The nullification of a marriage is commonly called annulment. Annulment is the process by which a Court states that a marriage never legally existed. An annulment must be based on mental illness, fraud, forced consent, physical incapacity to consummate the marriage, lack of consent to underage marriage, or bigamy. Children of a marriage annulled for bigamy or mental illness are legitimate. In annulment cases, the court may award custody of children of the marriage and require child support and support of a party. Annulment is different from divorce.

Divorce is when the Court ends an otherwise legal marriage as of a specific date. Divorce usually involves dividing marital property and debts, setting up child custody and visitation (parenting time) schedules, and awarding child and spousal support. Divorce happens when either the husband or wife can prove the requirements or grounds to end the marriage.

Separation may mean either the date of physical separation or “legal separation,” a Judgment of Legal Separation. The act of physical separation triggers important legal consequences relating to property rights and debt liabilities. Legal separation resembles divorce in that property and debts are usually divided, and custody rights and support are awarded, but spouses are still married and cannot remarry. They may still file joint tax returns and be covered dependents on health insurance.

Annulment grounds are limited to fraud, bigamy, and insanity. There are specific legal tests to meet these criteria. Either the husband or the wife may apply to the Court for the annulment of a marriage if either party can show any of the following:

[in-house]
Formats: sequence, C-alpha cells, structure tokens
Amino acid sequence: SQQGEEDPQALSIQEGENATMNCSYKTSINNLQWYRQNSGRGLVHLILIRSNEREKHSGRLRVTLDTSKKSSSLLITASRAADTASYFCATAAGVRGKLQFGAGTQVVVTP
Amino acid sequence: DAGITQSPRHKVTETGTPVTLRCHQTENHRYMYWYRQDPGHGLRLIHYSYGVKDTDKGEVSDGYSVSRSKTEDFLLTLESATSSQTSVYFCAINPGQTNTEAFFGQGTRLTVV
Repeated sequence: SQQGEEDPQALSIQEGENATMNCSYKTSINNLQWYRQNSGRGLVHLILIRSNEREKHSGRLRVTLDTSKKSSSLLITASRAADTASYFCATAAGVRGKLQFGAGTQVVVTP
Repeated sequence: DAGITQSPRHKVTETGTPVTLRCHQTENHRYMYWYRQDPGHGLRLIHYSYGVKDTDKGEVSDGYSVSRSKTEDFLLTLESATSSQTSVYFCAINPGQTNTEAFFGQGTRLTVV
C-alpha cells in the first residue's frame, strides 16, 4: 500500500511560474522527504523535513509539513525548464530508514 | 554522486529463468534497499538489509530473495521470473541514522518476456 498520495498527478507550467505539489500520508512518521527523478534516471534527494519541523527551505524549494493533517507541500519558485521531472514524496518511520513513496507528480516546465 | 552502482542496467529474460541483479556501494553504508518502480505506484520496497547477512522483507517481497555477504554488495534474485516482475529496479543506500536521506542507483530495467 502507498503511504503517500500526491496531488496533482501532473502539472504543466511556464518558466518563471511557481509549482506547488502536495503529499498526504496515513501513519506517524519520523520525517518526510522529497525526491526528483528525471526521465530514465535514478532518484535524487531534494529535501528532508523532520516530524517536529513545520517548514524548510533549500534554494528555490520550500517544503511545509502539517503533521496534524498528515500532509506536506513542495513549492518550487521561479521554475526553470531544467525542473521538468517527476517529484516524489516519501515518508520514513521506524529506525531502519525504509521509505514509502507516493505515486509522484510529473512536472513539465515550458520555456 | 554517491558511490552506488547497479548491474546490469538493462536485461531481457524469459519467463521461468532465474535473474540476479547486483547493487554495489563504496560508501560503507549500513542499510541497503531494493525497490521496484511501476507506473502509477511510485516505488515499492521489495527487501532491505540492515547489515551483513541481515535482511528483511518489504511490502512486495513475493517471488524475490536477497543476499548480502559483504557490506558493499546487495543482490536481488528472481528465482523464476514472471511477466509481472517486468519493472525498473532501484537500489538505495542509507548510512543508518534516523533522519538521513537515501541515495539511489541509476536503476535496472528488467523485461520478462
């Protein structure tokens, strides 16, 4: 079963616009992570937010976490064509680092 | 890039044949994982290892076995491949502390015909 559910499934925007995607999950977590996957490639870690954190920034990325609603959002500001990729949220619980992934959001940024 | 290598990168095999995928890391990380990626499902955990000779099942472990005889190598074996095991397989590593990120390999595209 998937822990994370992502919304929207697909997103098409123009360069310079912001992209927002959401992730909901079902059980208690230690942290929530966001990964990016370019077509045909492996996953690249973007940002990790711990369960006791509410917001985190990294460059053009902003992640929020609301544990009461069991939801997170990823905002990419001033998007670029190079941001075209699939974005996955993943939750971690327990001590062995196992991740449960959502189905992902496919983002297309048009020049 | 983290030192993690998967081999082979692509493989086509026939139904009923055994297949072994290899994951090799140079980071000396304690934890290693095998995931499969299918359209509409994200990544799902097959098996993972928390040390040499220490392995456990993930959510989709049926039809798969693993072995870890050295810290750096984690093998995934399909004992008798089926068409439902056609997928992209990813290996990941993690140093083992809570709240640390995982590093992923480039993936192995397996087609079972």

Elements for Nullification:

    1. The other spouse had another husband or wife living at the time of the marriage;
    2. Either spouse was younger than sixteen at the time of the marriage and did not have court approval;
    3. Either spouse was sixteen or seventeen at the time of the marriage and did not have parental consent, as long as the annulment action is filed within 60 days after the marriage ceremony;
    4. Either spouse was under the influence of drugs or alcohol at the time of the marriage, as long as the annulment action is filed within 60 days after the marriage ceremony;
    5. Either spouse was mentally incompetent or unable to consent at the time of the marriage;
    6. One of them was threatened or forced to get married;
    7. One of them agreed to be married based on fraudulent statements or actions by the other spouse;
    8. One of them was physically and incurably impotent at the time of the marriage unless the other spouse knew about the impotence before the marriage;
    9. Marriage is prohibited by law due to the relationship between the parties. Grounds for annulment may be set forth by statute or, in many jurisdictions, common-law grounds suffice. The specific grounds at common law are:
      1. Undisclosed prior marriage occurs when a marriage is entered into by one party still married to a third person. Many jurisdictions would allow annulment even if the party seeking the annulment knew the
      2. The person he or she was marrying had not been legally divorced or was denied the right to remarry after a divorce.
      3. Violation of divorce decree or statute barring remarriage: Some statutes prohibit remarriage after divorce or within a certain time period after divorce or remarriage to a particular person. Violation of such statutes of divorce decrees to this effect are grounds for annulment.
      4. A marriage entered into with intention that it should not be binding; mock marriage; trial marriage: The majority rule states that a party to the marriage may seek an annulment in a court of equity where the marriage results from levity, jest, no intention to bind or enter into a relationship, or no intention to assume rights or responsibilities of marriage. Annulment makes the marriage void. An agreement to enter into a trial marriage where either party by agreement has the option to annul the marriage ceremony is performed “in jest.” Where persons agree to marry to accomplish the desired objective (for example, the legitimization of a child), the majority of courts will regard the marriage as valid and will not annul on this basis.